...it's not dark yet, but it's gettin' there...

June 01, 2005

Wednesday Is Poetry Day: Shamseddin Mohammad (Hafiz)

Shamseddin Mohammad was a great Persian mystic and poet of the fourteenth century. He is known as Hafiz, which was a title given to one who had memorized the entire Koran. Hafiz wrote something like 800 ghazals (long time Poetry Wed readers may remember this post, about a García Lorca ghazal) and much of his work explored the subject of spiritual love. That means God's love for us, and our love of God. The Ladinsky translations are very good and seem to preserve a lot of the humor that is supposedly in the original Persian.

I Know the Way You Can Get

I know the way you can get
When you have not had a drink of Love:

Your face hardens,
Your sweet muscles cramp.
Children become concerned
About a strange look that appears in your eyes
Which even begins to worry your own mirror
And nose.

Squirrels and birds sense your sadness
And call an important conference in a tall tree.
They decide which secret code to chant
To help your mind and soul.

Even angels fear that brand of madness
That arrays itself against the world
And throws sharp stones and spears into
The innocent
And into one's self.

O I know the way you can get
If you have not been drinking Love:

You might rip apart
Every sentence your friends and teachers say,
Looking for hidden clauses.

You might weigh every word on a scale
Like a dead fish.

You might pull out a ruler to measure
From every angle in your darkness
The beautiful dimensions of a heart you once

I know the way you can get
If you have not had a drink from Love's

That is why all the Great Ones speak of
The vital need
To keep remembering God,
So you will come to know and see Him
As being so Playful
And Wanting,
Just Wanting to help.

That is why Hafiz says:
Bring your cup near me.
For all I care about
Is quenching your thirst for freedom!

All a Sane man can ever care about
Is giving Love!

Here is the story of how the young Hafiz, who worked in a bakery, decided to devote his life to God:
[O]ne day at the bakery, one of the workers who delivered the bread was sick, and Hafiz had to deliver the bread to a certain quarter of Shiraz where the prosperous citizens lived. While taking the bread to a particular mansion, Hafiz's eyes fell upon the form of a young woman who was standing on one of the mansion's balconies. Her name was Shakh-i-Nabat which means 'Branch of Sugarcane'. Her beauty immediately intoxicated Hafiz and he fell hopelessly in love with her. Her beauty had such a profound effect on him that he almost lost consciousness. At night he could not sleep and he no longer felt like eating. He learnt her name and he began to praise her in his poems.

Hafiz heard that she had been promised in marriage to a prince of Shiraz and realized how hopeless was his quest for her love. Still, the vision of her beauty filled his heart, and his thoughts were constantly with her. Then one day he remembered the famous 'promise of Baba Kuhi'. Baba Kuhi was a Perfect Master-Poet. . . . The promise that Baba Kuhi had given before he died was that if anyone could stay awake for forty consecutive nights at his tomb he would be granted the gift of poetry, immortality, and his heart's desire. Hafiz, interested in the third of these three, vowed to keep this vigil that no one had yet been able to keep.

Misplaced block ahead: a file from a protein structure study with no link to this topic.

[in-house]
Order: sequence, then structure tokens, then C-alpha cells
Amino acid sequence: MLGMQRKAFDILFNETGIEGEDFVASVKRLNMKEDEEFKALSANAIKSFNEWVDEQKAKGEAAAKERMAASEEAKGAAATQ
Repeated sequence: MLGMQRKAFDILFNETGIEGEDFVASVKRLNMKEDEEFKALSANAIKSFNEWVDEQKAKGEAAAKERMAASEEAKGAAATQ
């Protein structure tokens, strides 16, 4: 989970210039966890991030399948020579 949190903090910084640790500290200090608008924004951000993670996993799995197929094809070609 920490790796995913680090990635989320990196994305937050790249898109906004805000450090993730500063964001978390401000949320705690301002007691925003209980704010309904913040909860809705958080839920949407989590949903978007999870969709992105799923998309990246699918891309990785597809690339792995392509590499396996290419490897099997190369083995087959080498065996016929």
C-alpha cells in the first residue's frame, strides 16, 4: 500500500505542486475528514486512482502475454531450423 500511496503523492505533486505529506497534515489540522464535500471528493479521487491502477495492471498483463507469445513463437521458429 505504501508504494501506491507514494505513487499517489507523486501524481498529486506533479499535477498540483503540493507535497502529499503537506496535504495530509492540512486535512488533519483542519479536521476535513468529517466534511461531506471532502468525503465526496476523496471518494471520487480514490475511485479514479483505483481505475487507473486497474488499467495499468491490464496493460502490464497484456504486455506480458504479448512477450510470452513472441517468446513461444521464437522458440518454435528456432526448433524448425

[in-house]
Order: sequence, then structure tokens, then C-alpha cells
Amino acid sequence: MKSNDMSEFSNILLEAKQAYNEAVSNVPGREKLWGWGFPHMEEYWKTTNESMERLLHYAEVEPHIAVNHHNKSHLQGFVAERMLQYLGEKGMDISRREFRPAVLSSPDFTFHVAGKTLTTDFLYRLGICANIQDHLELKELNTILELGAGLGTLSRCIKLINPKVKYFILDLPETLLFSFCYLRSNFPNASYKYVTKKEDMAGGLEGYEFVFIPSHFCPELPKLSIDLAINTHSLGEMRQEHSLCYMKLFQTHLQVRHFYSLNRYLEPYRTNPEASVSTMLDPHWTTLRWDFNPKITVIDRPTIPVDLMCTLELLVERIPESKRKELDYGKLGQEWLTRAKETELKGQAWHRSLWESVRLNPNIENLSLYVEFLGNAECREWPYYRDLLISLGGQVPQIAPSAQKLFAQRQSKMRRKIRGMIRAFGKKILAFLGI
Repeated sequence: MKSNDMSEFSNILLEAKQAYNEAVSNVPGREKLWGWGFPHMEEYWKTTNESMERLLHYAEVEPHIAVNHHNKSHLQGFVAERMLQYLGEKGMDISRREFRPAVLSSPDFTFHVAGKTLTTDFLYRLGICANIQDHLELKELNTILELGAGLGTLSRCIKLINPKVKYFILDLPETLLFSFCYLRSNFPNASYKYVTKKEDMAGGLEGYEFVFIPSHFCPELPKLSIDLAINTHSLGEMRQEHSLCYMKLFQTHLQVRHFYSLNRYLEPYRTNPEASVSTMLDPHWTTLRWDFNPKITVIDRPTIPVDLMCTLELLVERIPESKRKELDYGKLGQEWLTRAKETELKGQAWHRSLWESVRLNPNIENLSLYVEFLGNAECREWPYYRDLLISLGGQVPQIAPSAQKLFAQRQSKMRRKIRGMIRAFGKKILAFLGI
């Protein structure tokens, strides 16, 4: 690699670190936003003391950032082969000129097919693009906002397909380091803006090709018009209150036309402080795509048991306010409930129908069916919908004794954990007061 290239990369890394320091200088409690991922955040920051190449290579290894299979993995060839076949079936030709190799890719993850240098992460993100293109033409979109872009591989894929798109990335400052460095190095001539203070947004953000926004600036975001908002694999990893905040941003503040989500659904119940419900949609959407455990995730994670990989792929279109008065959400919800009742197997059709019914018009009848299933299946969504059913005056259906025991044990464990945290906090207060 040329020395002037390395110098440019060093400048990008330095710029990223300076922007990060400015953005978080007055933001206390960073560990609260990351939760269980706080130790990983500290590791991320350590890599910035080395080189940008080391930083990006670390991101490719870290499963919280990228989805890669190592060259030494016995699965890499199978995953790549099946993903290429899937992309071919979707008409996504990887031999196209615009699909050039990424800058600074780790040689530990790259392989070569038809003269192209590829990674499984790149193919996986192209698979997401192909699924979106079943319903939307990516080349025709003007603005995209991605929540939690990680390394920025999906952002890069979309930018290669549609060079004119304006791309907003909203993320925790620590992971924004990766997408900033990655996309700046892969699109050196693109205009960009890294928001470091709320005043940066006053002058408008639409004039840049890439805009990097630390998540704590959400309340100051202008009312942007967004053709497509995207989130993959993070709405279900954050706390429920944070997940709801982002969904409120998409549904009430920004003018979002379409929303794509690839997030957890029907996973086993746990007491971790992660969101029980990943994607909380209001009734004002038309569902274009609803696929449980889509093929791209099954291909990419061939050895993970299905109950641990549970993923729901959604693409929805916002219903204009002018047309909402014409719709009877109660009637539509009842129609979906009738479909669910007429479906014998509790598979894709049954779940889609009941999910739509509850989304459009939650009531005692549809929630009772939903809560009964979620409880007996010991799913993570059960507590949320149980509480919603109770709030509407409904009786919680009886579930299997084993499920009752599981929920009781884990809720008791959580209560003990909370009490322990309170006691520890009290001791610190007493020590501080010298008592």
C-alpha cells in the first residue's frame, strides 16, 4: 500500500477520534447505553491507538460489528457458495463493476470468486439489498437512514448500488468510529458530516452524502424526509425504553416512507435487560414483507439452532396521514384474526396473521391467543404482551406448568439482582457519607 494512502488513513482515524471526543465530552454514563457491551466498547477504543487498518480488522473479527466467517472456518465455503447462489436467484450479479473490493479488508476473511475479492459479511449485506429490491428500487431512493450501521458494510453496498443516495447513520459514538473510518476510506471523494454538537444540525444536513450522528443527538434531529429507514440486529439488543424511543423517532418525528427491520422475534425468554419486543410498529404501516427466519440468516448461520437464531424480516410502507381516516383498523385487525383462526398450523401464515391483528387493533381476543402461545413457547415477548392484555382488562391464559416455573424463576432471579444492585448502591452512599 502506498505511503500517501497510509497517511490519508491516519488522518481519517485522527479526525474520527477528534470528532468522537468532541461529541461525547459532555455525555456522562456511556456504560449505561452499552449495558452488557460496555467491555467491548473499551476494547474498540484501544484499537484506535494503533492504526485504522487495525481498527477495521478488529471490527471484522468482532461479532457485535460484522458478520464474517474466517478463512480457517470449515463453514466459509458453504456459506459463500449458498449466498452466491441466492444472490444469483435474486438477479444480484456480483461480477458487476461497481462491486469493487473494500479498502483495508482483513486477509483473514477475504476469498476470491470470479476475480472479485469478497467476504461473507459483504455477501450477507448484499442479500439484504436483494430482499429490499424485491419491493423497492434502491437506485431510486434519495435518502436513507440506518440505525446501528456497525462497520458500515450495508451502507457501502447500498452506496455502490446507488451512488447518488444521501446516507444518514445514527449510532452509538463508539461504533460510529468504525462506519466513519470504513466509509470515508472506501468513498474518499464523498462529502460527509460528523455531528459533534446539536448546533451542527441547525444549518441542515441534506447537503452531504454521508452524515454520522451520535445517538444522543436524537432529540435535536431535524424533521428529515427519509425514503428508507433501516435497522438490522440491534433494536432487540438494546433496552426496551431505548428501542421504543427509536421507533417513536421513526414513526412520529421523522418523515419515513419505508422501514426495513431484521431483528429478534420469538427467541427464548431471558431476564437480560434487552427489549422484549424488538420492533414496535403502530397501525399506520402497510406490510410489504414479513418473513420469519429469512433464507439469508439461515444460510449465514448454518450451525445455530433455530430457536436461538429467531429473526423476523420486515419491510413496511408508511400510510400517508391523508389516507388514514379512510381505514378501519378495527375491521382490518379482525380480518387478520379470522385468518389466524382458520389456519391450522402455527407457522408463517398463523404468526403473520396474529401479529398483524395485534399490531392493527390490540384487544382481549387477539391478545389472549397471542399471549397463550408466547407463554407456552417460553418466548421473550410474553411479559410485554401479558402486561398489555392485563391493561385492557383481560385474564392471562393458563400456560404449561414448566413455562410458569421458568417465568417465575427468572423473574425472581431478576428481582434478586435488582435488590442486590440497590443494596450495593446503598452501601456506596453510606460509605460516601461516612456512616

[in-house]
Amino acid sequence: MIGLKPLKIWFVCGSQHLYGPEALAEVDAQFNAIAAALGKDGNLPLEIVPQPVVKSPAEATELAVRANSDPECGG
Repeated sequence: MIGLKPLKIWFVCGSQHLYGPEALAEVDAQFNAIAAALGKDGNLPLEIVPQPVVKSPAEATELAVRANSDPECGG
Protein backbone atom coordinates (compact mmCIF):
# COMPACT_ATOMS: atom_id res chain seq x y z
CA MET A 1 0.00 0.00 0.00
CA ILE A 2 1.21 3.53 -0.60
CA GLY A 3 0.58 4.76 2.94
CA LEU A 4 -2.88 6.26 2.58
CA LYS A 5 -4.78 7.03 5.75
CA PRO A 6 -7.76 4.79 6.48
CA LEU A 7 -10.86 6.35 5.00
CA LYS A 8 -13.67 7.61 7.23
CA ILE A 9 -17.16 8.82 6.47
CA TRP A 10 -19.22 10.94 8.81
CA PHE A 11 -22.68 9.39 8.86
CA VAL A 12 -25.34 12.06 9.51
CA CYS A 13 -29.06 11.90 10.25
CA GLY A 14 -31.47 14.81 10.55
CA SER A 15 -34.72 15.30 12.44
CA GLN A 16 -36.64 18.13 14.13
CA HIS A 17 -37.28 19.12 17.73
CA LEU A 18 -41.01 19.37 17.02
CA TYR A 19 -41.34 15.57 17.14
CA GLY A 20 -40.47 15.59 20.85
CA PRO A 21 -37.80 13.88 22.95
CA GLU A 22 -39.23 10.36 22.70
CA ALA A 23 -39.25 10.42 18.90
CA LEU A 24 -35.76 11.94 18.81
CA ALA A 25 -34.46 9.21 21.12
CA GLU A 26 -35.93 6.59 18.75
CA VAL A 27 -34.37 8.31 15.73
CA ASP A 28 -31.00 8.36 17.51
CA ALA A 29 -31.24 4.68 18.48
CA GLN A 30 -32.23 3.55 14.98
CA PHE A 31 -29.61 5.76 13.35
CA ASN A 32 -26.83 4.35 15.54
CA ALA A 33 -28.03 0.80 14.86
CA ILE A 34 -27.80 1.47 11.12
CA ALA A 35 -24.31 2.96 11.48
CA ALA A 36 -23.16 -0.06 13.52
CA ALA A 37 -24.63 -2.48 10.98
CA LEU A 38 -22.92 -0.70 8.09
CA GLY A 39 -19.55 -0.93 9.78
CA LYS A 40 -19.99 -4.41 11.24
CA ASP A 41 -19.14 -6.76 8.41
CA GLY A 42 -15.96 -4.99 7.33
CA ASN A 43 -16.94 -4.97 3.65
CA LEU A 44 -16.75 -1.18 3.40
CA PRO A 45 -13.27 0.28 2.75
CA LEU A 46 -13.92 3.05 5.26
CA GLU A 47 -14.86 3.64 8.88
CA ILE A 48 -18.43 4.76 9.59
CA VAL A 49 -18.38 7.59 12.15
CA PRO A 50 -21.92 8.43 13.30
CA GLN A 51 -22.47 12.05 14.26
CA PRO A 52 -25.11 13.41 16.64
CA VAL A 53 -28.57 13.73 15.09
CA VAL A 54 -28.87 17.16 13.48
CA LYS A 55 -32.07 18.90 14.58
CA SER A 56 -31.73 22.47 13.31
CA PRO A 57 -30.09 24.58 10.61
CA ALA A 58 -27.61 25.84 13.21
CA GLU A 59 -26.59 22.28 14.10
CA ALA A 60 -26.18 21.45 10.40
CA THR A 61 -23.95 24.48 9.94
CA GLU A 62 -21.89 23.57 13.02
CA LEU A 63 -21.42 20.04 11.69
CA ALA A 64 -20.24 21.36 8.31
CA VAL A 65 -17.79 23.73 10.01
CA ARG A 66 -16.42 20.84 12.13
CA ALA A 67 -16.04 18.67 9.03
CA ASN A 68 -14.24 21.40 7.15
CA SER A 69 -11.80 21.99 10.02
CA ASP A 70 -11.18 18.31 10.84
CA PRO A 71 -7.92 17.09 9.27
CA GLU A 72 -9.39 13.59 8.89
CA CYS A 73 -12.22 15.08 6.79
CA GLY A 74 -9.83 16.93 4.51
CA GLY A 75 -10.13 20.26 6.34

Every day Hafiz would go to work at the bakery, then he would eat, and then walk past the house of Shakh-i-Nabat, who had heard some of the poems that he had composed in praise of her. She had noticed him passing her window every afternoon, each day more weary, but with a fire in his eyes that had lit the lamp of her heart for him. By this time Hafiz was in a kind of a trance. Everything that he did was automatic, and the only thing that kept him going was the fire in his heart and his determination to keep the lonely vigil.

Early the next morning the Angel Gabriel (some say Khizer) appeared to him. Gabriel gave Hafiz a cup to drink which contained the Water of Immortality, and declared that Hafiz had also received the gift of poetry. Then Gabriel asked Hafiz to express his heart's desire. All the time that this was happening, Hafiz could not take his eyes of Gabriel. So great was the beauty of the Angel that Hafiz had forgotten the beauty of Shakh-i-Nabat. After Gabriel had asked the question, Hafiz thought; 'If Gabriel the Angel of God is so beautiful, then how much more beautiful God must be.' Hafiz answered Gabriel: 'I want God!'

In his lifetime, Hafiz had a large following but he was not popular with the fundamentalist clergy of his day. He was exiled for a time, and at his death they tried unsuccessfully to stop Hafiz from being buried as a Muslim because his poetry was not pious enough.

Posted by annika, Jun. 1, 2005 |
Rubric: Poetry


As usual, another great Poetry Day at a's j.

Posted by: d-rod on Jun. 1, 2005

He was exiled for a time, and at his death they tried unsuccessfully to stop Hafiz from being buried as a Muslim because his poetry was not pious enough.

the more things change, the more things stay the same.

Posted by: louielouie on Jun. 1, 2005

Lovely, Annie. I like that while I very rarely do anything other than 20th century poets on Thursdays, you do so many far older -- and now Western -- ones. Hurrah.

Posted by: Hugo on Jun. 1, 2005

That poem warms my heart.

I flipped through some of "I Heard the Gods Laughing" on amazon, and am digging around here for my credit card.. no, bad Oorgo, bad!

Posted by: Oorgo on Jun. 1, 2005

Just great. Thank you so much.
It really inspired me.

Posted by: Ivan on Jun. 1, 2005